This post is by Georgina Collins of Hope for the Future
In the aftermath of a draining election period, there can be a tendency to assume the hard work is done and the result is set. The winning party is free to implement the policies they choose; in essence, the role of the electorate is over until the next election in four years’ time. This tendency ignores a key tenet of parliamentary democracy: ongoing political participation and discussion. In fact, the aftermath of an election is when the hard work should begin.It’s not just about ensuring that national and local government tackle climate change, but how it will be done. Climate policy affects all the choices people make on a daily basis; how you get to work and what you pay for your fuel bills. It even affects your life expectancy. Ongoing engagement with local representatives is more essential than ever if the UK is to move towards a fairer, more sustainable society for all.
The new government is a new chance to engage
Hope for the Future is working with communities, groups and individuals across the country to communicate the urgency of climate change with local politicians. We have found that, if constituents engage with decision makers and educate them about the risks and opportunities of climate change, it is possible to convince even the most sceptical to take action. Gary Streeter is an excellent example of an MP who, through public engagement, made the choice to take seriously the risks of climate change; an experience he wrote about on this blog.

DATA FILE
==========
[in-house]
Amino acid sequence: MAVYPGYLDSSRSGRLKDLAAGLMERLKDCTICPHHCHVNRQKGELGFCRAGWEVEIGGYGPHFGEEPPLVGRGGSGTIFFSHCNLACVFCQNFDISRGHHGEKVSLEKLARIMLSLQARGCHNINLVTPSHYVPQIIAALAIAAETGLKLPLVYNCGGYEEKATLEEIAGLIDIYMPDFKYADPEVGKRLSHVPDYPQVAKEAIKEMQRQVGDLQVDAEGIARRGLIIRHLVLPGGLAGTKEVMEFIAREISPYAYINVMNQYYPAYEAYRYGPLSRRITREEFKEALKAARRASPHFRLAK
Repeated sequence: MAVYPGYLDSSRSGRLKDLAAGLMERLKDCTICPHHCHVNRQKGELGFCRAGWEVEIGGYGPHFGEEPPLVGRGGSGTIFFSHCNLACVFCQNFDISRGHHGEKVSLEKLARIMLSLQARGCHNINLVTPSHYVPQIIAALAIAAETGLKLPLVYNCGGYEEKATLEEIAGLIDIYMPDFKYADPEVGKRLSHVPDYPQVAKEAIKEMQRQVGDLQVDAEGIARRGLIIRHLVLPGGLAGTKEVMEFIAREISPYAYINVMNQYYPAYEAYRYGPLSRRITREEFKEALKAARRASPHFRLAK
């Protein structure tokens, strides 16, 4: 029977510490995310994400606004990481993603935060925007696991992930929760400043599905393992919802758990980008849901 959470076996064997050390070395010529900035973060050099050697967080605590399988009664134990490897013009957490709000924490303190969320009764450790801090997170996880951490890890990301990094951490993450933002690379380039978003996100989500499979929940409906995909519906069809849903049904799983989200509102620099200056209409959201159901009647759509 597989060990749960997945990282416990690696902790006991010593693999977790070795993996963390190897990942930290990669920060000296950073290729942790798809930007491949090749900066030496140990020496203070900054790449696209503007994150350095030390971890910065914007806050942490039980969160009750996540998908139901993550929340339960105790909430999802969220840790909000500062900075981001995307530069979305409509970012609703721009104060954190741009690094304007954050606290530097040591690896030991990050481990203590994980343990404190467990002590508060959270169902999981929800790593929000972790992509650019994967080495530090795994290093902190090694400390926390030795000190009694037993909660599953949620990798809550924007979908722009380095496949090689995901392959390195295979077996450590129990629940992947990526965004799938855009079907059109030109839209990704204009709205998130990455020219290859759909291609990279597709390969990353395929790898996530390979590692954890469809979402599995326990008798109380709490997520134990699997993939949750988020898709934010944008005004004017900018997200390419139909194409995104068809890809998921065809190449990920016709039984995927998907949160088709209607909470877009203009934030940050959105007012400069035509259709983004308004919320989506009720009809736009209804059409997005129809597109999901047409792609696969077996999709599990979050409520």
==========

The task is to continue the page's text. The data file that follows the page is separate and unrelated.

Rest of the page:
The most recent election has resulted in an unusually high number of new MPs (140 new members, the highest turnover since Tony Blair’s landslide in 1997). This influx is a unique opportunity for constituents to engage with their new representatives on climate change; at the same time as the MPs are looking to build relationships with their new voters and establish themselves within parliament. We must not become complacent. Whether our preferred candidate won or not, all our MPs must be held accountable to the promises they made about climate action during the election period.
Giving local politicians a mandate to act
Many may question the value of working on a local basis, seeing climate change as a global issue, to be tackled on a global scale. However, meeting net zero targets is fundamentally about transitioning to low carbon infrastructure. Many decisions around new and existing infrastructure – such as buildings, roads and utilities – are made at the local level. If targets are to be met it is essential that the public holds local politicians accountable, as well as providing them with a mandate to take decisive action.
This includes councils, often left out of the equation by campaigners. This is despite the fact that they will play a key role in many of the changes needed to tackle climate change. So, as well as lobbying parliament, it is important to engage locally with council representatives. Great strides can be made by councils where central government has failed, such as in low carbon public transport. Nottingham City Council, for example, introduced a Workplace Car Parking Levy which subsequently raised £64 million which was then used to fund their new electric tram network (powered by renewable energy). This tram network has since become the most well-used in the country.
Local activism can be challenging and tiring, dealing with bureaucratic barriers, apparent apathy and seemingly small victories. However, in 2020, with the challenge more urgent than ever, the value of all of us playing our part in communicating this to all our decision makers has never been more clear.
Hope for the Future is running projects focusing on councils, schools, welcoming new MPs and more.